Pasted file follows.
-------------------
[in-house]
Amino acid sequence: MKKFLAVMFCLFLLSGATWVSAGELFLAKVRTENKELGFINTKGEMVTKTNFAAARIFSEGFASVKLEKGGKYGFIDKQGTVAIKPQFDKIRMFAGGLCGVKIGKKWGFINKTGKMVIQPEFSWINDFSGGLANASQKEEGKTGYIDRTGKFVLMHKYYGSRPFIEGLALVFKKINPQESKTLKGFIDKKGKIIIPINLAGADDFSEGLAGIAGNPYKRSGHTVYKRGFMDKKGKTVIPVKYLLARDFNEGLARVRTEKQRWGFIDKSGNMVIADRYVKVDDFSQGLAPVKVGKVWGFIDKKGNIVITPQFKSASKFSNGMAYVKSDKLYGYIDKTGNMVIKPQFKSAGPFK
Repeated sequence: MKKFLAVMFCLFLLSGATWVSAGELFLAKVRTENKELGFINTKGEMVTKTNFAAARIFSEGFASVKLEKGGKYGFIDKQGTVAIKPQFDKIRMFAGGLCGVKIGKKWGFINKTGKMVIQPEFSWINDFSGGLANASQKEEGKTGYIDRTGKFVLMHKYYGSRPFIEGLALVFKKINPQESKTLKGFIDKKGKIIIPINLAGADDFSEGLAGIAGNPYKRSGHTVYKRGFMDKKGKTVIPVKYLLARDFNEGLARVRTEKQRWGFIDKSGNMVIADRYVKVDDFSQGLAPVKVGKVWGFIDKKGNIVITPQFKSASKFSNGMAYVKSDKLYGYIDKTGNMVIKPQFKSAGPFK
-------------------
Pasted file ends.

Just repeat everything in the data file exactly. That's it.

[in-house]
Amino acid sequence: MKKFLAVMFCLFLLSGATWVSAGELFLAKVRTENKELGFINTKGEMVTKTNFAAARIFSEGFASVKLEKGGKYGFIDKQGTVAIKPQFDKIRMFAGGLCGVKIGKKWGFINKTGKMVIQPEFSWINDFSGGLANASQKEEGKTGYIDRTGKFVLMHKYYGSRPFIEGLALVFKKINPQESKTLKGFIDKKGKIIIPINLAGADDFSEGLAGIAGNPYKRSGHTVYKRGFMDKKGKTVIPVKYLLARDFNEGLARVRTEKQRWGFIDKSGNMVIADRYVKVDDFSQGLAPVKVGKVWGFIDKKGNIVITPQFKSASKFSNGMAYVKSDKLYGYIDKTGNMVIKPQFKSAGPFK
Repeated sequence: MKKFLAVMFCLFLLSGATWVSAGELFLAKVRTENKELGFINTKGEMVTKTNFAAARIFSEGFASVKLEKGGKYGFIDKQGTVAIKPQFDKIRMFAGGLCGVKIGKKWGFINKTGKMVIQPEFSWINDFSGGLANASQKEEGKTGYIDRTGKFVLMHKYYGSRPFIEGLALVFKKINPQESKTLKGFIDKKGKIIIPINLAGADDFSEGLAGIAGNPYKRSGHTVYKRGFMDKKGKTVIPVKYLLARDFNEGLARVRTEKQRWGFIDKSGNMVIADRYVKVDDFSQGLAPVKVGKVWGFIDKKGNIVITPQFKSASKFSNGMAYVKSDKLYGYIDKTGNMVIKPQFKSAGPFK